- GRAMMY Live
(For a complete list of 54th GRAMMY Awards nominees, click here.)
The year 2011 saw American roots music, like the 19th century expansion of the American West from which much of the genre derives its sound, rife with pioneering mongrel souls braving an unsure musical environment to expand (much more peacefully) toward a thriving community. The murky and porous periphery that borders the genres comprising American roots music led to endless discussions about "what is and what isn't." But this genre's open nature continues to be a source of enrichment and evolution.
The Americana Music Association Festival & Conference, the genre's primary industry event, took place Oct. 12–18 in Nashville. The event continues to grow in attendance as well as influence. Recording Academy President/CEO Neil Portnow delivered the conference's keynote address. The Americana Music Honors & Awards ceremony sold out for the first time in the event's 10-year history. The event was hosted by Jim Lauderdale and featured an all-star house band led by Buddy Miller, with performances by Lauderdale, Emmylou Harris, Gregg Allman, Alison Krauss, Robert Plant and the Band Of Joy, the Avett Brothers, Lucinda Williams, the Civil Wars, Elizabeth Cook, Justin Townes Earle, and Amos Lee.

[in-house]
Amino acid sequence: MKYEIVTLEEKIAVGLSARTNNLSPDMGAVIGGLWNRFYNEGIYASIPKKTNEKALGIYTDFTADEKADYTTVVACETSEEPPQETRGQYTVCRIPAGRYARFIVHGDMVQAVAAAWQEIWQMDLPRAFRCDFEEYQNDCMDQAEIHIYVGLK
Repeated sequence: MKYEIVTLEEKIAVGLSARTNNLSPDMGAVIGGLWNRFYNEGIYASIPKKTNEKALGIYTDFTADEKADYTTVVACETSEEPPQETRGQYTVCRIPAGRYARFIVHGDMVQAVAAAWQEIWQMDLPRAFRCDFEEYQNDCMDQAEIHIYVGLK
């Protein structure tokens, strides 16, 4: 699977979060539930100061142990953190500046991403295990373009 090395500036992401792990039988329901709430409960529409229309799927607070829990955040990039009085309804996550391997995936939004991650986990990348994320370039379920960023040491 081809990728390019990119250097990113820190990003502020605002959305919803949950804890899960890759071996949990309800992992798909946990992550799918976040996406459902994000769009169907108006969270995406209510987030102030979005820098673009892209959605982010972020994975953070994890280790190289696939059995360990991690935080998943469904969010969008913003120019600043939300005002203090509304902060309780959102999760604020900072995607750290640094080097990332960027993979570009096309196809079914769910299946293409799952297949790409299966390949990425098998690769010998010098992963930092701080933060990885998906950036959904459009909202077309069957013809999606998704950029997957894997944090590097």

Some top-shelf recordings were released in 2011, not only by current GRAMMY nominees, but stalwarts such as Merle Haggard, Miller, John Doe, Ryan Adams, Wilco, and Dave Alvin, as well as new bloods Hayes Carll, Jason Isbell, Amanda Shires, Sarah Jarosz, Scott H. Biram, Lydia Loveless, Sunday Valley, Austin Lucas, Zoe Muth And The Lost High Rollers, and Abigail Washburn. It was an embarrassment of riches for all, and made the job a lot easier for an Americana blogger such as yours truly.
The spotlight shone brightly as some American roots music artists such as Mumford & Sons and the Civil Wars expanded into the mainstream and superstars proclaimed their admiration. Adele can be heard on YouTube covering the Steel Drivers' "If It Hadn't Been For Love," in addition to picking the Civil Wars to open for her on her 2011 U.S. tour. Taylor Swift went on record tweeting that she is a fan of the Civil Wars and recently collaborated with the GRAMMY nominees on "Safe & Sound," the first song from The Hunger Games soundtrack. Swift has also covered Mumford & Sons' "White Blank Page."
As celebrated as the year was, I would be remiss to overlook some of the community's shining lights who are no longer with us: folk legend Hazel Dickens; Country Music Hall of Fame members Ferlin Husky and Charlie Louvin; country music legend Billy Jo Spears; and Warren Hellman, banjo player, investor, philanthropist and founder of the San Francisco-based Hardly Strictly Bluegrass Festival.